The main promoter is the Uzbek President Mirziyoyev. Security, Afghanistan and rights were the central themes of the meeting between the leaders of Central Asia and the European Union. Tashkent proposes the creation of an economic cooperation committee between the two regions.
Moscow () – The President of Uzbekistan, Šavkat Mirziyoyev, spoke during the summit held in Kazakhstan between the European Union and Central Asia, calling for greater integration between the two areas: “The regional and global situation has radically changed, today we need more active support from European partners for the integration processes of Central Asia”. He proposed studying the joint approval of a far-reaching political document, a “road map” to speed up the implementation of common strategies.
Mirziyoyev also insisted on coordinating the actions of special services and security watchdogs from Central Asia and Europe in order to exchange information to jointly fight today’s numerous threats. Referring specifically to the situation in Afghanistan, the Uzbek President expressed his concern over the worsening of the humanitarian situation in that country during the winter period, and called on the entire international community to help the Afghan people.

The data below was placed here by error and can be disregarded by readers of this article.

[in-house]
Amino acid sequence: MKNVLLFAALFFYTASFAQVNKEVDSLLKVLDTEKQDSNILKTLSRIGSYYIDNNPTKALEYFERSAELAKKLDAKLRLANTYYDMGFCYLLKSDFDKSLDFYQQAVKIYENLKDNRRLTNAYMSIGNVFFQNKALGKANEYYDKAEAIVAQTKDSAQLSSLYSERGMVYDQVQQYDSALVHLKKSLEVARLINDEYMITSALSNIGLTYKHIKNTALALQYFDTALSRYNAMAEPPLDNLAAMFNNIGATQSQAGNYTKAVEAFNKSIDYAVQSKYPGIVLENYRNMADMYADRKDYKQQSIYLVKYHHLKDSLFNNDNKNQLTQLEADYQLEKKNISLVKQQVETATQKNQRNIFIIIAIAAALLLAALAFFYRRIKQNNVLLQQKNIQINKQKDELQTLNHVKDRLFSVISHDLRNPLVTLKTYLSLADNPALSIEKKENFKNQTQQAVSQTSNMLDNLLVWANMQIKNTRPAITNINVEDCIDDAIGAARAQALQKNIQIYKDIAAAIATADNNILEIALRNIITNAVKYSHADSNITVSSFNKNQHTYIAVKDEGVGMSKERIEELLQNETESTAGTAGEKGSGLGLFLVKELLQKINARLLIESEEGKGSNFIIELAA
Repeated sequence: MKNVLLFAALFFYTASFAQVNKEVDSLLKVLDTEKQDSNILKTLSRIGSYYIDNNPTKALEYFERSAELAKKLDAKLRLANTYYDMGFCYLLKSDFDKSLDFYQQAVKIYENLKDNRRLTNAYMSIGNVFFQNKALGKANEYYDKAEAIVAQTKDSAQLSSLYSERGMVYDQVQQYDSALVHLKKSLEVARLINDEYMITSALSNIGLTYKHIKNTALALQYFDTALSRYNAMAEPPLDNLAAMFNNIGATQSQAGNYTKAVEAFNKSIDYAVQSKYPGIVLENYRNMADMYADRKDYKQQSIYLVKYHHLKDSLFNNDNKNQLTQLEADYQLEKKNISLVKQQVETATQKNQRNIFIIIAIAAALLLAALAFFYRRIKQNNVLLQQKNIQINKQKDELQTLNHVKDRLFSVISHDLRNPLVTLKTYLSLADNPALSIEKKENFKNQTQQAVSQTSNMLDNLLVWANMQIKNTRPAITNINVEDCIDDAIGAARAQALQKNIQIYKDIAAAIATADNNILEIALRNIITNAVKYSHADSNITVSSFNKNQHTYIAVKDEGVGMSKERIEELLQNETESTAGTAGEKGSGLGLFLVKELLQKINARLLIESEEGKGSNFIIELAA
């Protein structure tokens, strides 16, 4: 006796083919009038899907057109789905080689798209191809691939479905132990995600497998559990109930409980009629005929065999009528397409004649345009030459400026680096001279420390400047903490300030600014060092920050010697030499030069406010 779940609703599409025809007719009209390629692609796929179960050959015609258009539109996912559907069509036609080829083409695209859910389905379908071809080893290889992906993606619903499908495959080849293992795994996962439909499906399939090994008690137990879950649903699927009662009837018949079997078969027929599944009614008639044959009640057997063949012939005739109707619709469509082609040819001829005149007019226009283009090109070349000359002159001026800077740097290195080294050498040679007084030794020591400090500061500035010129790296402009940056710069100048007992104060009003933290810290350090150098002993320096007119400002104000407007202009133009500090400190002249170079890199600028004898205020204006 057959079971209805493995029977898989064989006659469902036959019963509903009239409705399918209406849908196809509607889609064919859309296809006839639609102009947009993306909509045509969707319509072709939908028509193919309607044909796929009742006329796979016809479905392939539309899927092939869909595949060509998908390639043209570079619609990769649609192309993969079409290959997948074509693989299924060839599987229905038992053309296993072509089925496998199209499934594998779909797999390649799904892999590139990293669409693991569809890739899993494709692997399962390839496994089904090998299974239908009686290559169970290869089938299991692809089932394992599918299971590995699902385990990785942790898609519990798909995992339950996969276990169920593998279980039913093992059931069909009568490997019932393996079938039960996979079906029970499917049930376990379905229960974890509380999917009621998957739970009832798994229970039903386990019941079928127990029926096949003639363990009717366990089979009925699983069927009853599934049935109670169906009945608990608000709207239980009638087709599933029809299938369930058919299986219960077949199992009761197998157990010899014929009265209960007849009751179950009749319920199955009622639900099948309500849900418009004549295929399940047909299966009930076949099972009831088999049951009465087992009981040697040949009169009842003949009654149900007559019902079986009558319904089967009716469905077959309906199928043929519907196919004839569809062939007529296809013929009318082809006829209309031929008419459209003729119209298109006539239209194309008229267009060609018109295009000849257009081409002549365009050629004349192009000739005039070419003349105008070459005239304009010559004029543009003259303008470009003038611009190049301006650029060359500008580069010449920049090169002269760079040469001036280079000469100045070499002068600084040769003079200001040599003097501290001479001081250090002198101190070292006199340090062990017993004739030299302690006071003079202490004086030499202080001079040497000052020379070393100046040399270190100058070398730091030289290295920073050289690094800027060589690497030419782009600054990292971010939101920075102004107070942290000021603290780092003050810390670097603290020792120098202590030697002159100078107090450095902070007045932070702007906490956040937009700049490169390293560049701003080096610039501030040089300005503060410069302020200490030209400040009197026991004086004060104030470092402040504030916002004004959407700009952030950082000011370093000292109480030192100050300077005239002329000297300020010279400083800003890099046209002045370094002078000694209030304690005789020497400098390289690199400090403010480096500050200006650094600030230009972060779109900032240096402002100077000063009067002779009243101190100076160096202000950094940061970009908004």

Another point addressed in the report concerns the economic relations between Uzbekistan and the EU: the formation of a “European Union-Central Asia” economic cooperation committee at the level of deputy prime ministers of all the governments involved is proposed. Uzbekistan “plans to expand the measures related to numerous changes”, and among them stands out “the absolute priority of legality, comprehensive support for civil society institutions, the guarantee of people’s rights and gender equality , freedom of expression and the affirmation of one’s own convictions”.
It was the first edition of the summit in this format. It was attended by the leaders of all interested countries (Uzbekistan, Kazakhstan, Kyrgyzstan, Tajikistan and Turkmenistan, and was also attended by representatives of Azerbaijan and Afghanistan), as well as the President of the European Council, Charles Michel. On the eve of the meeting, four international humanitarian associations addressed Michel to ask him to address “critical issues” in the field of human rights during the agreement, especially with the presidents of Kazakhstan and Uzbekistan.
On September 26 and 27, the joint meeting was held in Astana; On October 28, Michel traveled to Tashkent, where he confirmed with Mirziyoyev the commitments announced at the meeting with the other leaders of the region.